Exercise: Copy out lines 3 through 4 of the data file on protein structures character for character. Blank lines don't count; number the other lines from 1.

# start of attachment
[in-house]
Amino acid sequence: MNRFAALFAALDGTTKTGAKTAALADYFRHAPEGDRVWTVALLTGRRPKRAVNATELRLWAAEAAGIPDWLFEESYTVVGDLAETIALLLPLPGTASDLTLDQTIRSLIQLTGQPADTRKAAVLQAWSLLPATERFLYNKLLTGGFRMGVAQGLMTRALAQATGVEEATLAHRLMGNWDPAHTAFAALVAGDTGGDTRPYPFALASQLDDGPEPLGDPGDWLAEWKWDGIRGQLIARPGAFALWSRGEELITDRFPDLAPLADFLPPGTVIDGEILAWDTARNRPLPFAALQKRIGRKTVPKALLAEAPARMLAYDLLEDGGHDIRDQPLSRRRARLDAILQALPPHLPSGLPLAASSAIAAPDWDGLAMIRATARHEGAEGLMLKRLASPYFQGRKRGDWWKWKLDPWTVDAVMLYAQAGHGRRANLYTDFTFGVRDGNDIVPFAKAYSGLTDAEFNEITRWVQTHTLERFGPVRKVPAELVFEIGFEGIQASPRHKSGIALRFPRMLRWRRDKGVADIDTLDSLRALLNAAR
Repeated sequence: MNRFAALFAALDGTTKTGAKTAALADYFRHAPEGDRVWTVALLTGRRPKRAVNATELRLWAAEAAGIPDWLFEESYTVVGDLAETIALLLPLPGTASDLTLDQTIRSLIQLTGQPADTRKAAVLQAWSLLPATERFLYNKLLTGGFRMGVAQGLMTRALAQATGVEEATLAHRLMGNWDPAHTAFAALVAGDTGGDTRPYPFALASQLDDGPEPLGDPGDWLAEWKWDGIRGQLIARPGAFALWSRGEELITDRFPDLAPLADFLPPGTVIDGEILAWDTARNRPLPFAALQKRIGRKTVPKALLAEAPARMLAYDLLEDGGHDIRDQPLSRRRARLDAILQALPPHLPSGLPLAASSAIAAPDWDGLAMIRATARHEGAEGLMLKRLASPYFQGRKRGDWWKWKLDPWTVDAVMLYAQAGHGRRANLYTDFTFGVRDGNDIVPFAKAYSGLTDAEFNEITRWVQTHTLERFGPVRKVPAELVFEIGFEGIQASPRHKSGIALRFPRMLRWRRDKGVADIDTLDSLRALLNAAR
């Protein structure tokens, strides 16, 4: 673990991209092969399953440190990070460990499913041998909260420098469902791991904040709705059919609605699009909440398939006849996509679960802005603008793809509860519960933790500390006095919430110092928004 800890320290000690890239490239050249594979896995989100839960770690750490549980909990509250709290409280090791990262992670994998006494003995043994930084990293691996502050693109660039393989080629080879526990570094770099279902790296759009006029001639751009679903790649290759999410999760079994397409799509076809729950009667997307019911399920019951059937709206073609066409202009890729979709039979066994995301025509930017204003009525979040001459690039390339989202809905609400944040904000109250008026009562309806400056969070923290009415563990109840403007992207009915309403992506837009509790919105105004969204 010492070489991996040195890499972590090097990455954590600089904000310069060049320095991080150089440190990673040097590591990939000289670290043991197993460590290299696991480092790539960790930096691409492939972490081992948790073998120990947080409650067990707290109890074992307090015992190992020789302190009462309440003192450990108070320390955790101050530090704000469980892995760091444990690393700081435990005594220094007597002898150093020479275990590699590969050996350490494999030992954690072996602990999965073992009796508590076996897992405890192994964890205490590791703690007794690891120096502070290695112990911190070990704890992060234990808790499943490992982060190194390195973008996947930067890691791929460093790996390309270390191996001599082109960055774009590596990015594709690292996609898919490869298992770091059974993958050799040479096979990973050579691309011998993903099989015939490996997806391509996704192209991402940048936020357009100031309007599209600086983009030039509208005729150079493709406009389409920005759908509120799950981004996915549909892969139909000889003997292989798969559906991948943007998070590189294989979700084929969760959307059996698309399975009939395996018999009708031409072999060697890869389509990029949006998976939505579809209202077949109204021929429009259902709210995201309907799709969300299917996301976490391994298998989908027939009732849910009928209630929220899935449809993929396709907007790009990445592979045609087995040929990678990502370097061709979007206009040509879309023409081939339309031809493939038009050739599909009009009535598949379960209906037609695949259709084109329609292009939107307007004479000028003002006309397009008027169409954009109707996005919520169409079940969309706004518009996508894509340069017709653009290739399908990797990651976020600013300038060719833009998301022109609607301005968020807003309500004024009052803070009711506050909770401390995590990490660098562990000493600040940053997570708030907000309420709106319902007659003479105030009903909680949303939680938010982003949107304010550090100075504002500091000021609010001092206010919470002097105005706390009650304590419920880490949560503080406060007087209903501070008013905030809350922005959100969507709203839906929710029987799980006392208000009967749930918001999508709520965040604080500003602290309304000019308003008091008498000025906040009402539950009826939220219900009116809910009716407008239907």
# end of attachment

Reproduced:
Repeated sequence: MNRFAALFAALDGTTKTGAKTAALADYFRHAPEGDRVWTVALLTGRRPKRAVNATELRLWAAEAAGIPDWLFEESYTVVGDLAETIALLLPLPGTASDLTLDQTIRSLIQLTGQPADTRKAAVLQAWSLLPATERFLYNKLLTGGFRMGVAQGLMTRALAQATGVEEATLAHRLMGNWDPAHTAFAALVAGDTGGDTRPYPFALASQLDDGPEPLGDPGDWLAEWKWDGIRGQLIARPGAFALWSRGEELITDRFPDLAPLADFLPPGTVIDGEILAWDTARNRPLPFAALQKRIGRKTVPKALLAEAPARMLAYDLLEDGGHDIRDQPLSRRRARLDAILQALPPHLPSGLPLAASSAIAAPDWDGLAMIRATARHEGAEGLMLKRLASPYFQGRKRGDWWKWKLDPWTVDAVMLYAQAGHGRRANLYTDFTFGVRDGNDIVPFAKAYSGLTDAEFNEITRWVQTHTLERFGPVRKVPAELVFEIGFEGIQASPRHKSGIALRFPRMLRWRRDKGVADIDTLDSLRALLNAAR
């Protein structure tokens, strides 16, 4: 673990991209092969399953440190990070460990499913041998909260420098469902791991904040709705059919609605699009909440398939006849996509679960802005603008793809509860519960933790500390006095919430110092928004 800890320290000690890239490239050249594979896995989100839960770690750490549980909990509250709290409280090791990262992670994998006494003995043994930084990293691996502050693109660039393989080629080879526990570094770099279902790296759009006029001639751009679903790649290759999410999760079994397409799509076809729950009667997307019911399920019951059937709206073609066409202009890729979709039979066994995301025509930017204003009525979040001459690039390339989202809905609400944040904000109250008026009562309806400056969070923290009415563990109840403007992207009915309403992506837009509790919105105004969204 010492070489991996040195890499972590090097990455954590600089904000310069060049320095991080150089440190990673040097590591990939000289670290043991197993460590290299696991480092790539960790930096691409492939972490081992948790073998120990947080409650067990707290109890074992307090015992190992020789302190009462309440003192450990108070320390955790101050530090704000469980892995760091444990690393700081435990005594220094007597002898150093020479275990590699590969050996350490494999030992954690072996602990999965073992009796508590076996897992405890192994964890205490590791703690007794690891120096502070290695112990911190070990704890992060234990808790499943490992982060190194390195973008996947930067890691791929460093790996390309270390191996001599082109960055774009590596990015594709690292996609898919490869298992770091059974993958050799040479096979990973050579691309011998993903099989015939490996997806391509996704192209991402940048936020357009100031309007599209600086983009030039509208005729150079493709406009389409920005759908509120799950981004996915549909892969139909000889003997292989798969559906991948943007998070590189294989979700084929969760959307059996698309399975009939395996018999009708031409072999060697890869389509990029949006998976939505579809209202077949109204021929429009259902709210995201309907799709969300299917996301976490391994298998989908027939009732849910009928209630929220899935449809993929396709907007790009990445592979045609087995040929990678990502370097061709979007206009040509879309023409081939339309031809493939038009050739599909009009009535598949379960209906037609695949259709084109329609292009939107307007004479000028003002006309397009008027169409954009109707996005919520169409079940969309706004518009996508894509340069017709653009290739399908990797990651976020600013300038060719833009998301022109609607301005968020807003309500004024009052803070009711506050909770401390995590990490660098562990000493600040940053997570708030907000309420709106319902007659003479105030009903909680949303939680938010982003949107304010550090100075504002500091000021609010001092206010919470002097105005706390009650304590419920880490949560503080406060007087209903501070008013905030809350922005959100969507709203839906929710029987799980006392208000009967749930918001999508709520965040604080500003602290309304000019308003008091008498000025906040009402539950009826939220219900009116809910009716407008239907």